One of the questions that I’m always asked is how did you graduate college early as a biology major? The class requirements and workload of a biology major is no joke, much less for a pre-med student who is expected to maintain a high GPA. However, I was able to finish college in 3 years even while dedicating over 10 hours a week as president of a student org and working two part-time jobs for about 20 hours a week. In this post, I’m going to explain how I graduated college early and why I decided to do it.
It’s important to understand that every student’s academic journey and life circumstances are different. I can’t guarantee that you will graduate early just by following these tips. It really depends on a number of situations, which I will explain more below. Keep reading to see if you are able to graduate college early too! I’m also giving away a FREE downloadable 4 year plan template to make it easier in determining whether you can graduate early! 🙂
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Here’s How I Graduated College Early:
1. I had a lot of AP credit and community college credit coming into college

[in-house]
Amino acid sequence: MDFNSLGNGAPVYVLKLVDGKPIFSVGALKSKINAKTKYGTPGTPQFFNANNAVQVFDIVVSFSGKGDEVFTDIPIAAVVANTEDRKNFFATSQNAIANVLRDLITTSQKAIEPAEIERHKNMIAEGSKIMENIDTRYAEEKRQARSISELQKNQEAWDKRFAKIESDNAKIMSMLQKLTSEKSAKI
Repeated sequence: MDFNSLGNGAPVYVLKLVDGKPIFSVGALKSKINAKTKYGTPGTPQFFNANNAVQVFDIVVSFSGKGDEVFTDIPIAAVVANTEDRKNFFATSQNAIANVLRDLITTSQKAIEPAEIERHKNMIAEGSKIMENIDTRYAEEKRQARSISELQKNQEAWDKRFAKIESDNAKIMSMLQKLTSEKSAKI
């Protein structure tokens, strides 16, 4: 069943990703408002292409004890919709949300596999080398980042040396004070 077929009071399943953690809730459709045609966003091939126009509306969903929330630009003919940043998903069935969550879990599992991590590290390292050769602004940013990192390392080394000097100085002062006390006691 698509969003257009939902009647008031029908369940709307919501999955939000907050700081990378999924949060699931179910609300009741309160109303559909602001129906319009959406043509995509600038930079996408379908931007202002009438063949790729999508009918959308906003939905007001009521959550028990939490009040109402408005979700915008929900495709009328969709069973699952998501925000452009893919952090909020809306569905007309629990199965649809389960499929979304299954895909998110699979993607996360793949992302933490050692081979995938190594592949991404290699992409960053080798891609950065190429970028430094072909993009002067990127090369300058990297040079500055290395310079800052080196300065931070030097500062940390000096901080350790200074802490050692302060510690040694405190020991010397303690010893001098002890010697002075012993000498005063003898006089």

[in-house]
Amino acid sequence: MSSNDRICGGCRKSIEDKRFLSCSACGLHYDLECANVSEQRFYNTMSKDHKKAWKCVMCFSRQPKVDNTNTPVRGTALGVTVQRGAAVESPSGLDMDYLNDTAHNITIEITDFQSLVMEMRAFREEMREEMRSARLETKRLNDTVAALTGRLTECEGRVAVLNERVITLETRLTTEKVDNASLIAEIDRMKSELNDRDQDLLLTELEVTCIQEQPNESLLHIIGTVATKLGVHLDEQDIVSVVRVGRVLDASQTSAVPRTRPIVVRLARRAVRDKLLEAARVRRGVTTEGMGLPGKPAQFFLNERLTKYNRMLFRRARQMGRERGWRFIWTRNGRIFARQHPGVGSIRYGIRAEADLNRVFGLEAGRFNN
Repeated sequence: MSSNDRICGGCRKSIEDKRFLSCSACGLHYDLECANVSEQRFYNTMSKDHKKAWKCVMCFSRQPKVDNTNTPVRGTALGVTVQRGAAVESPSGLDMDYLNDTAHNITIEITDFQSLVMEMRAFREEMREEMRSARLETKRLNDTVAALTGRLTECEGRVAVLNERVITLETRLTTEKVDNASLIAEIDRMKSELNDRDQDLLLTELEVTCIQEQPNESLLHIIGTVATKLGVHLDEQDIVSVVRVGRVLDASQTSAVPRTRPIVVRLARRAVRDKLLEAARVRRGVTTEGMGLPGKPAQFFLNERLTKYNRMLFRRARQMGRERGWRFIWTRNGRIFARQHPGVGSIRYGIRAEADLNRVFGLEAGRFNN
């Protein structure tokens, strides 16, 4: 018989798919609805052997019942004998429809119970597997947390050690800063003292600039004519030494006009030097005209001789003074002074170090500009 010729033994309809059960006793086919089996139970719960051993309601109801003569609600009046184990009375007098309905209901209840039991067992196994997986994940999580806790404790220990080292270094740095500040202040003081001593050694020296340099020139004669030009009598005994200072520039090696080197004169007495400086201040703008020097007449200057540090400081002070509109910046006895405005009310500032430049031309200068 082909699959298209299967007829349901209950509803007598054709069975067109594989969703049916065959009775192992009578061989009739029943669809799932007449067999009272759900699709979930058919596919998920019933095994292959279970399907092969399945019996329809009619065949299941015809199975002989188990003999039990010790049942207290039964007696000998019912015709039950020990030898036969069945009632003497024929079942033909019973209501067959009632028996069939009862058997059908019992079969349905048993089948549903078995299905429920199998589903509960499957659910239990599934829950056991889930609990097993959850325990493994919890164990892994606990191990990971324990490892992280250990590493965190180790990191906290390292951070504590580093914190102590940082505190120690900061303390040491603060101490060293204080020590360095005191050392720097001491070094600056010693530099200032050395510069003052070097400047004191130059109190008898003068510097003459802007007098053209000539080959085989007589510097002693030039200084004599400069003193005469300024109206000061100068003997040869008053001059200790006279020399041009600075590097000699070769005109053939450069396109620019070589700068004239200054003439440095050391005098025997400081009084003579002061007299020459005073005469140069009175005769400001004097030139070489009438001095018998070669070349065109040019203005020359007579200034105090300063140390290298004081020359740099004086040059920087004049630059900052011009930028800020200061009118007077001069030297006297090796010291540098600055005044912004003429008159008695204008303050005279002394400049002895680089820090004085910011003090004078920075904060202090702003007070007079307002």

In high school, I took around 7 AP classes and two community college summer classes. Thankfully, UC San Diego accepted both types as credit, allowing a lot of my G.E. (general education) classes to be waived. I believe I had 2 math, 3 biology, and 2 history courses waived, which gave me the opportunity to start my major requirements right away.
If you are still in high school, I highly encourage you to take AP classes and pass those AP tests because they will only count for credit if you pass! The same concept applies with summer community college classes. Before you apply to a college, make sure that you check whether it accepts these types of credits because each college has their own set of requirements.
2. I had fewer G.E. requirements
In UCSD, every student is placed into a different “college” within the whole system. Think of a “college” as a house from Harry Potter. Compared to the other UCSD colleges, the one that I was placed into (Muir) had fewer G.E. requirements. Since I had a lot of credits coming into college, I was able to knock out my G.E. requirements really quickly.
Your situation may be entirely different from mine. Your G.E. or major requirements may be more intense, which may make it harder to graduate early. At the start of your freshman year, I suggest that you make a list of the classes required by your major and G.E. Then, determine whether you can waive any of those classes with your AP or community college credit. With the remaining classes you actually need to take, create a four year plan and see whether you can graduate early.
Here’s my 4 year plan that I created freshman year. On the left, I have my tentative schedule and on the right, I have a list of all the classes I need to take. I sorted the classes by my upper and lower division major requirements as well my G.E. requirements. If you are planning to apply to graduate school, you should look into the classes that they suggest or require taking and add that to your list.